It's taken me several days to process what happened in the Paris attacks. And while, unfortunately, these attacks in the French capital are not the only horrible terrorist events to have happened recently, they are getting a lot of attention because they were foisted on an innocent public used to freedom, liberty, and a very sophisticated standard of living, and because, well, Paris is Paris. This does not diminish the gravity of the attacks in Lebanon, or over Sinai, or in Africa or Syria or anywhere else around the world. My heart goes out to all victims of terrorist attacks, of any nationality, and these attacks are all too frequent. But today, here on the blog, in honor of the French and particularly the food culture they've given the rest of the world, I am dedicating this blog post to French cuisine. And in particular, the crepe.
I was schooled in classic French cuisine as the gold standard in culinary school. Still, I am an Italophile myself, admittedly preferring the Italian way of doing most things over the French way -- when you're able to tell the difference, that is (in reality, that's only about half of the time). But I'll readily admit that the French have contributed many amazing things to the world, not the least of which is French food. They've given us a number of dishes that no one else, in my opinion, has been able to equal or improve upon, items like: cassoulet, choucroute garnie, beef tartar...escargot with butter and parsley, pissaladiere, salade nicoise...chocolate mousse, the croissant, the baguette, and bread and patisserie in general. If you're not familiar with any of the dishes I mentioned, look them up, and then go eat them. The sooner the better.
Now, back to the crepes. These are light, thin little pancakes that differ from your fluffy breakfast variety with the addition of melted butter. Crepes can be prepared to be either savory or sweet. They can be filled with bananas and drizzled with dark chocolate sauce. They can be covered in a mixed berry sauce. They can be topped with a sugary butter, and doused in orange juice and Grand Marnier and set aflame for Crepes Suzette.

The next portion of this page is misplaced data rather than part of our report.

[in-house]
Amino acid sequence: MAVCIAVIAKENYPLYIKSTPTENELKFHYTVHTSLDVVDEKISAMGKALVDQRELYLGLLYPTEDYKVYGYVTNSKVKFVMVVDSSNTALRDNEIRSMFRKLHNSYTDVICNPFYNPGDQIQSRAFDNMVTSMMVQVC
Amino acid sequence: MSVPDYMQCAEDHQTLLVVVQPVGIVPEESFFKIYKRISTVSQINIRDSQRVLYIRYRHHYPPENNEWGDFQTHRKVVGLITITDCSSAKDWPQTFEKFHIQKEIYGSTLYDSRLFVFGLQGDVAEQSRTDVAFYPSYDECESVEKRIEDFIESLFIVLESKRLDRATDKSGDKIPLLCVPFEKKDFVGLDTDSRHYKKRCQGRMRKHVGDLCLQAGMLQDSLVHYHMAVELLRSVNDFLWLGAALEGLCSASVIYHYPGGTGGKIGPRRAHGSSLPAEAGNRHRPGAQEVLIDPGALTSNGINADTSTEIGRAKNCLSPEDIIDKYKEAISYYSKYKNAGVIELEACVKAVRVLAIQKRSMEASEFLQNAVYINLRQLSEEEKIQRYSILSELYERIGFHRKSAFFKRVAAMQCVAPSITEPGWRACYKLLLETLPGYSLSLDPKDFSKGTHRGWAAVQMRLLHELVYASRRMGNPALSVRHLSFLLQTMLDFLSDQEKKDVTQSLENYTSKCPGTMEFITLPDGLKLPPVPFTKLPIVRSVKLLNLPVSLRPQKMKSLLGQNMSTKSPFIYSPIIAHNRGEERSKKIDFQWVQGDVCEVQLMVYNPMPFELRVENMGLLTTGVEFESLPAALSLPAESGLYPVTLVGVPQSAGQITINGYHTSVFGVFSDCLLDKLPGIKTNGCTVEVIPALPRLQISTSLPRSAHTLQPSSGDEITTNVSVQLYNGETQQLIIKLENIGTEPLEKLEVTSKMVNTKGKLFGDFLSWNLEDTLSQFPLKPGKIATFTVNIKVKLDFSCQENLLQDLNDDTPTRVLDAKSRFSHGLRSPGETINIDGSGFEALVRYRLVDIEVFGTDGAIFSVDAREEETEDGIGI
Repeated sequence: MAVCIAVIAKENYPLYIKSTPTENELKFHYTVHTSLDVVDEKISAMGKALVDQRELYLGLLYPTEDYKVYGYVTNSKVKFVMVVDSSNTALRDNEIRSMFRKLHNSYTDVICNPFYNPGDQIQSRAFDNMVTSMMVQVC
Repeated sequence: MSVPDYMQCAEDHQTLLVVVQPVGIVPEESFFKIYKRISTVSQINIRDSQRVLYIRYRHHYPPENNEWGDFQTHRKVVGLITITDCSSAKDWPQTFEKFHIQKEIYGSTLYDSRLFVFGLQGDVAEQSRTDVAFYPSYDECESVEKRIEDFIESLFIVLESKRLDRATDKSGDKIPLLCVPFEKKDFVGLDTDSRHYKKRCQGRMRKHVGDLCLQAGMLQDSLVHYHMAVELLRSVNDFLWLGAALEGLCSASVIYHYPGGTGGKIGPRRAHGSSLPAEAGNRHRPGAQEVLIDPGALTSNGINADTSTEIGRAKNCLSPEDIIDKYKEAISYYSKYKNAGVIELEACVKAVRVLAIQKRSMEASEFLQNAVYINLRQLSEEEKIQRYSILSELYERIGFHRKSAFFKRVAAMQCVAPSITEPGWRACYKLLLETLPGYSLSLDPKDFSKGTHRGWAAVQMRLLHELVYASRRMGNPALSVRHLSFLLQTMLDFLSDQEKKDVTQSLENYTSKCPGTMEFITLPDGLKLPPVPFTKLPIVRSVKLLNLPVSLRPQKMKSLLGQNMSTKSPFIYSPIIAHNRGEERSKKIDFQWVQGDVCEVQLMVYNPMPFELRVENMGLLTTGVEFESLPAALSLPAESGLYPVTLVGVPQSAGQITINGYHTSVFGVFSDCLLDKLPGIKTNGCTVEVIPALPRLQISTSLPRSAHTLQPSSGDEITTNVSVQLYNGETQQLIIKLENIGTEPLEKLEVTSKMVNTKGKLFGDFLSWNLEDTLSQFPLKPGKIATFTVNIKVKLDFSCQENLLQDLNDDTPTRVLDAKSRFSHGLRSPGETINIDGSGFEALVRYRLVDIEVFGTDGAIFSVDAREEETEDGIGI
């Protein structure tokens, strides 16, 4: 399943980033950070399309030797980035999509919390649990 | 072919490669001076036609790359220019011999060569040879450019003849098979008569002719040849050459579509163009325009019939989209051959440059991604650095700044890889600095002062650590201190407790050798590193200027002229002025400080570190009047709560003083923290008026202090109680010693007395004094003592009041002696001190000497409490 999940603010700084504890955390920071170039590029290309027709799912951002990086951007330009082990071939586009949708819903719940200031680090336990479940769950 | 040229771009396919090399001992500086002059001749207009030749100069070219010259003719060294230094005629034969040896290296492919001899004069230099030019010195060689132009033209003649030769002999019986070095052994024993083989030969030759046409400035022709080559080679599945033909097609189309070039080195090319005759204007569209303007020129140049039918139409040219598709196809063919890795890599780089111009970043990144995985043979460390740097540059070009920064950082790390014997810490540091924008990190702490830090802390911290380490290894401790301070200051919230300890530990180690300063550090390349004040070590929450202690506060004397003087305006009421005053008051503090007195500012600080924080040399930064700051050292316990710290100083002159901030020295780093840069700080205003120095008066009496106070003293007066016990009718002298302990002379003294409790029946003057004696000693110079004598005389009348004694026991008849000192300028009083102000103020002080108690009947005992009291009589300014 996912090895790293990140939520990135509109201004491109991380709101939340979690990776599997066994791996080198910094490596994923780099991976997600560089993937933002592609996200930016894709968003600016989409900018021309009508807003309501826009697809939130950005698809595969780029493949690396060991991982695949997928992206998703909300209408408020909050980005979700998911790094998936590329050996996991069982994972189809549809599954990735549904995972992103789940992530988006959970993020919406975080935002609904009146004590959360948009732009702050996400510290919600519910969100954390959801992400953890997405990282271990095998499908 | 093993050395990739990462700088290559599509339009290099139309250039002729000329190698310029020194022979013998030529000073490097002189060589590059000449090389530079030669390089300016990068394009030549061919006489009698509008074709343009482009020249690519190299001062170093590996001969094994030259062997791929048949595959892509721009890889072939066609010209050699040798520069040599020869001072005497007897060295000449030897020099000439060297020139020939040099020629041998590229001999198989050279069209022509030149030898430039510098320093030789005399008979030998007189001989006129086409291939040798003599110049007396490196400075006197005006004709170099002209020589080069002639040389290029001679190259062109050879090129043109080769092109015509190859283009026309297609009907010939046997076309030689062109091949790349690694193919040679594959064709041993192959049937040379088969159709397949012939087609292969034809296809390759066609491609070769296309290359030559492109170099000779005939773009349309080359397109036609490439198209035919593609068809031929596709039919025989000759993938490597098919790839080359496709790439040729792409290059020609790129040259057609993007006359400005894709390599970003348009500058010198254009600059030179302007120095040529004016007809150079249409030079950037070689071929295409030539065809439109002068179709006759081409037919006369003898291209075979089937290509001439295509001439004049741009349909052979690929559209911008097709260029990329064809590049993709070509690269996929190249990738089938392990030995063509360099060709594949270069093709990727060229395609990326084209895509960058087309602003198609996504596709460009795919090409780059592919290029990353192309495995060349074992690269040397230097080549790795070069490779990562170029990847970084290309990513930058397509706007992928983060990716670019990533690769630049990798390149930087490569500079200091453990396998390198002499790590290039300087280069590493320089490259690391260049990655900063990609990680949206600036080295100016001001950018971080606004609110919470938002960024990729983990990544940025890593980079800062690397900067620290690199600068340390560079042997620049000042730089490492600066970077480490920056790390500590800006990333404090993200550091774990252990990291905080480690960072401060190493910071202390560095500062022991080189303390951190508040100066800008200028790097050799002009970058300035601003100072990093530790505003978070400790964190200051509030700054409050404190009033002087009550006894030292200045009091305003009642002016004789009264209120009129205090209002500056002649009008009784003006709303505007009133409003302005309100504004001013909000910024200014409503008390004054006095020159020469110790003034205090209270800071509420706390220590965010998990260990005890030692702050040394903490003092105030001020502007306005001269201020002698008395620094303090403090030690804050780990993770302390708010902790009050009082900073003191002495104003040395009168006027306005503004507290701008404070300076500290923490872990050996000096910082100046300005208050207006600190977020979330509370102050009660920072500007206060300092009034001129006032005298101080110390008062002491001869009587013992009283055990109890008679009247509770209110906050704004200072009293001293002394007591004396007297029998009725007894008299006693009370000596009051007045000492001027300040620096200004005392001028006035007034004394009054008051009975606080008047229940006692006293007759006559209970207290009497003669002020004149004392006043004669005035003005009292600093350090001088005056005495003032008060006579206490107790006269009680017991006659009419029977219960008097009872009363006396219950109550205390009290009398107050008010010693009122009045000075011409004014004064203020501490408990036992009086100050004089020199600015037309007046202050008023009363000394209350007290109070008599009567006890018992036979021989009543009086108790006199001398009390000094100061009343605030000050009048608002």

In New York, we have a bakery called Lady M that makes crepe cakes: multi-layered affairs with chocolate icing in between the layers, or made with the addition of green tea in the crepes themselves and in the filling between the layers. This is not a bad way to go for a special occasion dessert, and it's not difficult to do yourself at home. Then there are the delicious Nutella-filled crepes (they go really well with raspberries or strawberries): the Italian-ification of a sweet crepe dessert.
As for savory crepes? Well, there's the famous beggar's purse: a small crepe filled with creme fraiche and caviar, tied with a chive, made famous by the Quilted Giraffe restaurant in Manhattan. I made a version of those crepes at a recent pop-up dinner (Chanel 'beggar's purses'). Of course savory crepes are great as breakfast or brunch dishes. They're great "containers" for eggs and ham and cheese, a very French trio indeed.
And the Italians eat savory crepes in place of pasta, sauced in a casserole in favorite comfort food dishes like crespelle alla fiorentina (crepes filled with a ricotta and spinach mixture, rolled, and sauced with some besciamella and/or tomato sauce, and baked in the oven like lasagna). They can be stuffed with anything, really -- sauces, pasta fillings, meats and cheeses, vegetables and more vegetables. The crepe is like a blank canvas, and on this basic, gorgeously light and thin pancake, we can create whatever we decide we'd like to eat, or to celebrate. It's all up to you, to us. Vive la France! Vive la crêpe!
(Makes 12-16 crepes, for 4 8 people)
1 cup AP flour
Pinch of salt
1 ¼ cups whole milk
2 TBSP. melted cooled butter, plus few tablespoons unmelted
-Combine the flour, salt, and milk and beat with a whisk until smooth.
-Beat in the eggs and stir in the melted butter until blended.
-If time allows, set in the fridge for an hour or so to allow the batter to rest.
-Place a small non-stick skillet with shallow sides over medium heat. When a drop of water skitters over the surface before evaporating, add a pat of butter.
- Ladle about a tablespoon of batter into the pan and swirl it around quickly and evenly so that it forms a thin layer on the bottom of the pan. (Pour excess batter back into the bowl if there is any).
-The batter will dry pretty quickly. When the batter is no longer a liquid on top, in a minute or less, turn the crepe and cook it on the other side for 15-30 seconds. The crepe should brown only slightly and not become crispy. Repeat with the rest of the batter.
- To serve savory crepes, fill with any combination of vegetables, cheese, ham, etc. Fold and roll. They can be eaten as is, or arranged side-by-side in a baking dish and covered with brown butter, or besciamella sauce, or tomato sauce, or any sauce you’d like.
- To serve sweet crepes, fill with jam, honey, ricotta cheese or mascarpone cheese, Nutella, chocolate, fruit, whipped cream – in any combination. Or simply sprinkle with sugar and a bit of fresh lemon juice.
- Alternatively, one way Italians serve crepes is to roll them up and slice them (like a basil chiffonade), then open them up and have a kind of crepe pasta – which can then be tossed with any kind of sauce.